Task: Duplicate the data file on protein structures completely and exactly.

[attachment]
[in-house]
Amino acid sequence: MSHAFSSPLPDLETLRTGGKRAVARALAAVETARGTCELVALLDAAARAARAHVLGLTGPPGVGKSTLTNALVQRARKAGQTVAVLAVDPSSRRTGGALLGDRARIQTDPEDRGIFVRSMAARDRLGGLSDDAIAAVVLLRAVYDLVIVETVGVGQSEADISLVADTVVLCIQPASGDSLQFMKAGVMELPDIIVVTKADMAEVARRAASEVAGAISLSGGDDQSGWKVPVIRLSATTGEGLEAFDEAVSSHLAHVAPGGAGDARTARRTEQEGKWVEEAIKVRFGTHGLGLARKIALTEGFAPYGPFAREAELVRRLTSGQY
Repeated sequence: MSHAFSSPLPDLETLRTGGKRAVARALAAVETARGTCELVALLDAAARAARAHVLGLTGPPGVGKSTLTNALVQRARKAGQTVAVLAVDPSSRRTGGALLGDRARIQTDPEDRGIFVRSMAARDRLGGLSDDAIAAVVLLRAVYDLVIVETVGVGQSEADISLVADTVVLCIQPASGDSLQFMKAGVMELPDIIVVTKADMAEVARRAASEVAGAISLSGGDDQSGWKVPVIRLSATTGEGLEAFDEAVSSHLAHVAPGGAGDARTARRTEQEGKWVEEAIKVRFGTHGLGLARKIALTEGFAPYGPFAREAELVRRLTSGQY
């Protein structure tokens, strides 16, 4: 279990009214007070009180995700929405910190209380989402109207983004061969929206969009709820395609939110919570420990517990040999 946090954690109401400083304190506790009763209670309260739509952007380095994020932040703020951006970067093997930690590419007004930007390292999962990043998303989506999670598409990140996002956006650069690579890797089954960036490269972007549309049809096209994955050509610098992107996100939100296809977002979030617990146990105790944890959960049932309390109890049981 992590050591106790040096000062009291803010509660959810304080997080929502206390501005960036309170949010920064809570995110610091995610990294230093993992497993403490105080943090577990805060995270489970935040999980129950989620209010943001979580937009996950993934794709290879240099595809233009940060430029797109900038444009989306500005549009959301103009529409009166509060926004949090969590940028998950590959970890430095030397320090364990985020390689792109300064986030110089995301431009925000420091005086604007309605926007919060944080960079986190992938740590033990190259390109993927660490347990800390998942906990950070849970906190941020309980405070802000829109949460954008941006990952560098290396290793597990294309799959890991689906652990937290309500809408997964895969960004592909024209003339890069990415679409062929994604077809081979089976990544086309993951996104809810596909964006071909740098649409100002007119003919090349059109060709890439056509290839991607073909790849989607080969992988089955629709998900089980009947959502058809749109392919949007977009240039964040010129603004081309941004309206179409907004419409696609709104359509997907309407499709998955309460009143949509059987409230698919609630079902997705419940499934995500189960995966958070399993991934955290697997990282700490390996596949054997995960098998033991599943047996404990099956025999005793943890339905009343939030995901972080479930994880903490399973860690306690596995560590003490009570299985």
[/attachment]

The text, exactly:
[in-house]
Amino acid sequence: MSHAFSSPLPDLETLRTGGKRAVARALAAVETARGTCELVALLDAAARAARAHVLGLTGPPGVGKSTLTNALVQRARKAGQTVAVLAVDPSSRRTGGALLGDRARIQTDPEDRGIFVRSMAARDRLGGLSDDAIAAVVLLRAVYDLVIVETVGVGQSEADISLVADTVVLCIQPASGDSLQFMKAGVMELPDIIVVTKADMAEVARRAASEVAGAISLSGGDDQSGWKVPVIRLSATTGEGLEAFDEAVSSHLAHVAPGGAGDARTARRTEQEGKWVEEAIKVRFGTHGLGLARKIALTEGFAPYGPFAREAELVRRLTSGQY
Repeated sequence: MSHAFSSPLPDLETLRTGGKRAVARALAAVETARGTCELVALLDAAARAARAHVLGLTGPPGVGKSTLTNALVQRARKAGQTVAVLAVDPSSRRTGGALLGDRARIQTDPEDRGIFVRSMAARDRLGGLSDDAIAAVVLLRAVYDLVIVETVGVGQSEADISLVADTVVLCIQPASGDSLQFMKAGVMELPDIIVVTKADMAEVARRAASEVAGAISLSGGDDQSGWKVPVIRLSATTGEGLEAFDEAVSSHLAHVAPGGAGDARTARRTEQEGKWVEEAIKVRFGTHGLGLARKIALTEGFAPYGPFAREAELVRRLTSGQY
């Protein structure tokens, strides 16, 4: 279990009214007070009180995700929405910190209380989402109207983004061969929206969009709820395609939110919570420990517990040999 946090954690109401400083304190506790009763209670309260739509952007380095994020932040703020951006970067093997930690590419007004930007390292999962990043998303989506999670598409990140996002956006650069690579890797089954960036490269972007549309049809096209994955050509610098992107996100939100296809977002979030617990146990105790944890959960049932309390109890049981 992590050591106790040096000062009291803010509660959810304080997080929502206390501005960036309170949010920064809570995110610091995610990294230093993992497993403490105080943090577990805060995270489970935040999980129950989620209010943001979580937009996950993934794709290879240099595809233009940060430029797109900038444009989306500005549009959301103009529409009166509060926004949090969590940028998950590959970890430095030397320090364990985020390689792109300064986030110089995301431009925000420091005086604007309605926007919060944080960079986190992938740590033990190259390109993927660490347990800390998942906990950070849970906190941020309980405070802000829109949460954008941006990952560098290396290793597990294309799959890991689906652990937290309500809408997964895969960004592909024209003339890069990415679409062929994604077809081979089976990544086309993951996104809810596909964006071909740098649409100002007119003919090349059109060709890439056509290839991607073909790849989607080969992988089955629709998900089980009947959502058809749109392919949007977009240039964040010129603004081309941004309206179409907004419409696609709104359509997907309407499709998955309460009143949509059987409230698919609630079902997705419940499934995500189960995966958070399993991934955290697997990282700490390996596949054997995960098998033991599943047996404990099956025999005793943890339905009343939030995901972080479930994880903490399973860690306690596995560590003490009570299985």